“As the prolonged 17-step removal process envisages adequate safeguards, full legal representation must be included in this process,” the Constitutional Court ruled. 

When the National Assembly drafted these impeachment rules — they were unanimously adopted in the House in early December 2019 — discussions traversed the possibility of lawyers taking over parliamentary political and accountability processes. That push for personal accountability was also speckled throughout legal arguments before South Africa’s highest court on 8 November 2021.

But such was inadequate, the Constitutional Court found on Friday, particularly as not every head of a Chapter Nine institution established in the Constitution to support democracy was legally trained. These institutions include the auditor-general, South African Human Rights Commission, Commission for the Promotion and Protection of the Rights of Cultural, Religious and Linguistic Communities and the Commission for Gender Equality.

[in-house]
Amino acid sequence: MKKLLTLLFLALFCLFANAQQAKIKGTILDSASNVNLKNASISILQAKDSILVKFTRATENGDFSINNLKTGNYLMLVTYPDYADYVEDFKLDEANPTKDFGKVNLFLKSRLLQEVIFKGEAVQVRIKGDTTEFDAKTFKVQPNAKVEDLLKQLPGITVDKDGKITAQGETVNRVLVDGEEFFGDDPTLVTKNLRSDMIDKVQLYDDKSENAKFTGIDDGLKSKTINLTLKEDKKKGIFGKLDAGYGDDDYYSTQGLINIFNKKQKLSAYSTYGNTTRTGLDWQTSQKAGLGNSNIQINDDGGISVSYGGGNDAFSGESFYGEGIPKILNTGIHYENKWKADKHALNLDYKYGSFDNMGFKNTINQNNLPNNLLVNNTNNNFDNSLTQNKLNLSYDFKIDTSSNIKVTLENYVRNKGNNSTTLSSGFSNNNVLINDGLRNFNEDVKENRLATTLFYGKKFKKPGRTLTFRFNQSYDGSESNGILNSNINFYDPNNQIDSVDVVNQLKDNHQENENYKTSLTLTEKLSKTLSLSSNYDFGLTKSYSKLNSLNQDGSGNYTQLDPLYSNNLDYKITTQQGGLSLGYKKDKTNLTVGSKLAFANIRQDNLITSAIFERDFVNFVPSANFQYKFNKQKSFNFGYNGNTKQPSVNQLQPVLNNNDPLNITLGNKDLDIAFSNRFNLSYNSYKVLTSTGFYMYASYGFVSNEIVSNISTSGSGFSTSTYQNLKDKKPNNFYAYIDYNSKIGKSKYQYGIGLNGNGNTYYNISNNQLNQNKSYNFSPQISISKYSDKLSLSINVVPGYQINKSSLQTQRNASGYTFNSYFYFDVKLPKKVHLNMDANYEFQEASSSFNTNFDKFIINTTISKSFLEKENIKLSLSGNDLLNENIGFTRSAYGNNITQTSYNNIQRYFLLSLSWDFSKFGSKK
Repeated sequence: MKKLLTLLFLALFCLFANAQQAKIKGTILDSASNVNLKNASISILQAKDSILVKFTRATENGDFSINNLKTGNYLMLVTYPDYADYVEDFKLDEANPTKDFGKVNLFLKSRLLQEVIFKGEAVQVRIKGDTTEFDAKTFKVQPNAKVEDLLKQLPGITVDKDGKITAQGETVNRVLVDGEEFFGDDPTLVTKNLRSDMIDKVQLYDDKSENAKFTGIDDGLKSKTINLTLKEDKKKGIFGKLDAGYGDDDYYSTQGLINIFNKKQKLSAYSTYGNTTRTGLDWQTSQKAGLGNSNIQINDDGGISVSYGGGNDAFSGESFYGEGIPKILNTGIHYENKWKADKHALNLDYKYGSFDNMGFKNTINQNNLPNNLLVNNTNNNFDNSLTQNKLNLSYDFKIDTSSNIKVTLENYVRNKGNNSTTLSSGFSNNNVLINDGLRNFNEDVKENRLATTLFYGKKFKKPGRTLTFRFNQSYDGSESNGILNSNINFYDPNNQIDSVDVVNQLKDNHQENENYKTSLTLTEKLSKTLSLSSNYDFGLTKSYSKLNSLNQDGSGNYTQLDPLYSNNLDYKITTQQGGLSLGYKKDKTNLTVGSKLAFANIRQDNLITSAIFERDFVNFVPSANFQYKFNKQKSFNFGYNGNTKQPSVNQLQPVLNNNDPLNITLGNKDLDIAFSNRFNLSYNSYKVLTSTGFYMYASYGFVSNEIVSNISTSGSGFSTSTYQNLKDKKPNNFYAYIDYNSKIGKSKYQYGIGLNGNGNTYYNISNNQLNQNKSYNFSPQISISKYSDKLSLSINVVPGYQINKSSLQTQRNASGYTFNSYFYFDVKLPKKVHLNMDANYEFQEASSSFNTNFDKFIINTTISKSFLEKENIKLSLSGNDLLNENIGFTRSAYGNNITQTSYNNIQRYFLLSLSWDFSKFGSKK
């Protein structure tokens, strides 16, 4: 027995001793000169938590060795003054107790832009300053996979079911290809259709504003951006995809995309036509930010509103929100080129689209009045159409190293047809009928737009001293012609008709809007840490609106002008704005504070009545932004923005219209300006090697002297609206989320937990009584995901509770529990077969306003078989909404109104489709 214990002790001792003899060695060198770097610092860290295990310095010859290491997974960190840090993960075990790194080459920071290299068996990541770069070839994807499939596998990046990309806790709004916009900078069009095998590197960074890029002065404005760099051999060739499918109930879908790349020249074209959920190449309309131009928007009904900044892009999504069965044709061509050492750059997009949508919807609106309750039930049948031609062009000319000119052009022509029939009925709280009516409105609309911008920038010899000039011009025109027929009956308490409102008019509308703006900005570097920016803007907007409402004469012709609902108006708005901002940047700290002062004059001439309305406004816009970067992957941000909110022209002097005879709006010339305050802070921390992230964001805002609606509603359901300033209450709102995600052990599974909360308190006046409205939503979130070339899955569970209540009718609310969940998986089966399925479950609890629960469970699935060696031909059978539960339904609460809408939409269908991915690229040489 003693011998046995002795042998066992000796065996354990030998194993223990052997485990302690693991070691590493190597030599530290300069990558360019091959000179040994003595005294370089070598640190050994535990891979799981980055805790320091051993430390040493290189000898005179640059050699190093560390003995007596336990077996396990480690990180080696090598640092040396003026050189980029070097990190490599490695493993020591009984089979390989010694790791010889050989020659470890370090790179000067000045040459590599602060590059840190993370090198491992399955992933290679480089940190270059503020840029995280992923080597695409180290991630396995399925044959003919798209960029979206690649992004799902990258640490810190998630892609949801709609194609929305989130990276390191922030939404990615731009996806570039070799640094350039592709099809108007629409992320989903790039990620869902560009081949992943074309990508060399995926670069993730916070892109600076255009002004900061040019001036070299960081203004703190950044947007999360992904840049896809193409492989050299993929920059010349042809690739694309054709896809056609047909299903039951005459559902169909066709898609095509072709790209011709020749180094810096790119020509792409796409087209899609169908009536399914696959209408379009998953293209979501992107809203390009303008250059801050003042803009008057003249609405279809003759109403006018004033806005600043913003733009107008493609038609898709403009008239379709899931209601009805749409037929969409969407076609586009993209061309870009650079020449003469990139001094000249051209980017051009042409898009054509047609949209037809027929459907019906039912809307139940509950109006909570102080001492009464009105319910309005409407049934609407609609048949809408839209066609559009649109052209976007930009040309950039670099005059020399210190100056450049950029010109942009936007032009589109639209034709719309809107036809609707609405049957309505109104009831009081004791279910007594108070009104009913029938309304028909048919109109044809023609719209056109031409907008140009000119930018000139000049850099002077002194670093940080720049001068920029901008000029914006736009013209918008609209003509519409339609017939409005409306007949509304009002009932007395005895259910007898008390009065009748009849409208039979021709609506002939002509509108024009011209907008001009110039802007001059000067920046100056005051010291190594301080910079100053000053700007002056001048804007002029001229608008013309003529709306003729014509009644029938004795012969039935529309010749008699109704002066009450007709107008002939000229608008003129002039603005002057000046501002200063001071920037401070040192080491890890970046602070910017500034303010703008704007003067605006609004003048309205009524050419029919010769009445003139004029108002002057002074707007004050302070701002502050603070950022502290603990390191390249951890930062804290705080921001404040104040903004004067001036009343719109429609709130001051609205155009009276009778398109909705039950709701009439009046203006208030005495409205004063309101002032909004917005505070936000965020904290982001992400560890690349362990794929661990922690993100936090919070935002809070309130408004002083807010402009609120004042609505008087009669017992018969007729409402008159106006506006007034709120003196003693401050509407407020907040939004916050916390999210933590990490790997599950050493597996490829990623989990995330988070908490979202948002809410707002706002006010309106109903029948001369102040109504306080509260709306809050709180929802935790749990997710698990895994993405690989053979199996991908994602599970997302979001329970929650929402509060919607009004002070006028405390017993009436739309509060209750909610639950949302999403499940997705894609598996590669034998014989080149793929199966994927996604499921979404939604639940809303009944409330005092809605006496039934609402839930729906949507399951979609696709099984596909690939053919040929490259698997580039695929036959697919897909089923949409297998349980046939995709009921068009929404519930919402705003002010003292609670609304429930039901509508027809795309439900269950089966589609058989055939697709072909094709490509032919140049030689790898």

But Mhlantla was crisp and clear that full legal representation did not mean dodging questions.

 “If there are factual disputes concerning the office-bearer’s conduct, she will need to give evidence and can be cross-examined by the committee,” ruled Mhlantla.

“Furthermore, the fact that the office-bearer is entitled to legal representation does not imply that the committee cannot ask the office-bearer directly to respond to certain questions, even if she is not at that time giving evidence under oath.”

Parliament would take heart from that.